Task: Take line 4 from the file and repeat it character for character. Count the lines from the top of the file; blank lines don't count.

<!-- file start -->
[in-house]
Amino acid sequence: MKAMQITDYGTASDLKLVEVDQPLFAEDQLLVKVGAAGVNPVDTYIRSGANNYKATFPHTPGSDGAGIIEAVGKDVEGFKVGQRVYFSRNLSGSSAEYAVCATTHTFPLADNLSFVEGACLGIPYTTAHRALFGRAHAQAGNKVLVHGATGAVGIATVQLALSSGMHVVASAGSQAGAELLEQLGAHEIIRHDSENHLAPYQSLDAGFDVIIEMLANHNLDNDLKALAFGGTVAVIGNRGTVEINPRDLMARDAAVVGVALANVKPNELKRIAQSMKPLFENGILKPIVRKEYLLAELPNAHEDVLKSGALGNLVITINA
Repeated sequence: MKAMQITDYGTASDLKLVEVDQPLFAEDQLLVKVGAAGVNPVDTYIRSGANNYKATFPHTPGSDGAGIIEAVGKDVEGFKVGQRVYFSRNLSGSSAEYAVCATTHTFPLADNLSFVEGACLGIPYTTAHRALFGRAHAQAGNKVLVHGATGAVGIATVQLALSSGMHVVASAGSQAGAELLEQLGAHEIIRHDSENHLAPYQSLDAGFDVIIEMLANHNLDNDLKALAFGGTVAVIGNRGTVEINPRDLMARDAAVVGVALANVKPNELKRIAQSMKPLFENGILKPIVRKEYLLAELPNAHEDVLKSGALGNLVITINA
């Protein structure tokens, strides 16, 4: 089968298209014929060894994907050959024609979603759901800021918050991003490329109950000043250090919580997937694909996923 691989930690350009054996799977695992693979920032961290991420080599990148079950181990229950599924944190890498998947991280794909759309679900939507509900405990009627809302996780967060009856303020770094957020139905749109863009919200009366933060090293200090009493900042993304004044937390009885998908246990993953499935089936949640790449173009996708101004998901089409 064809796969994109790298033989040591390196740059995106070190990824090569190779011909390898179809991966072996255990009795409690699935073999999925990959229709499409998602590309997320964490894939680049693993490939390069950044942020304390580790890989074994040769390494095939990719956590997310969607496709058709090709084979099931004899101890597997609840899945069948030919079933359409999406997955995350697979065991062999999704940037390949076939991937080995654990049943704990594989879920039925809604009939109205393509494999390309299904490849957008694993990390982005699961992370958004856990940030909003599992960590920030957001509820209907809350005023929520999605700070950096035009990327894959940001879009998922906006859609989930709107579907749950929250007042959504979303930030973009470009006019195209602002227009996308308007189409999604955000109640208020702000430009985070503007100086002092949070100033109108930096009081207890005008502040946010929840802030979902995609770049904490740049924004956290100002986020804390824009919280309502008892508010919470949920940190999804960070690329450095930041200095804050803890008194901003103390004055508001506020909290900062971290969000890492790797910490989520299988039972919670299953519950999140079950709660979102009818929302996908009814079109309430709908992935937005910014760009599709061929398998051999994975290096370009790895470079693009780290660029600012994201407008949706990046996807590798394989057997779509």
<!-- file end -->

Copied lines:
């Protein structure tokens, strides 16, 4: 089968298209014929060894994907050959024609979603759901800021918050991003490329109950000043250090919580997937694909996923 691989930690350009054996799977695992693979920032961290991420080599990148079950181990229950599924944190890498998947991280794909759309679900939507509900405990009627809302996780967060009856303020770094957020139905749109863009919200009366933060090293200090009493900042993304004044937390009885998908246990993953499935089936949640790449173009996708101004998901089409 064809796969994109790298033989040591390196740059995106070190990824090569190779011909390898179809991966072996255990009795409690699935073999999925990959229709499409998602590309997320964490894939680049693993490939390069950044942020304390580790890989074994040769390494095939990719956590997310969607496709058709090709084979099931004899101890597997609840899945069948030919079933359409999406997955995350697979065991062999999704940037390949076939991937080995654990049943704990594989879920039925809604009939109205393509494999390309299904490849957008694993990390982005699961992370958004856990940030909003599992960590920030957001509820209907809350005023929520999605700070950096035009990327894959940001879009998922906006859609989930709107579907749950929250007042959504979303930030973009470009006019195209602002227009996308308007189409999604955000109640208020702000430009985070503007100086002092949070100033109108930096009081207890005008502040946010929840802030979902995609770049904490740049924004956290100002986020804390824009919280309502008892508010919470949920940190999804960070690329450095930041200095804050803890008194901003103390004055508001506020909290900062971290969000890492790797910490989520299988039972919670299953519950999140079950709660979102009818929302996908009814079109309430709908992935937005910014760009599709061929398998051999994975290096370009790895470079693009780290660029600012994201407008949706990046996807590798394989057997779509």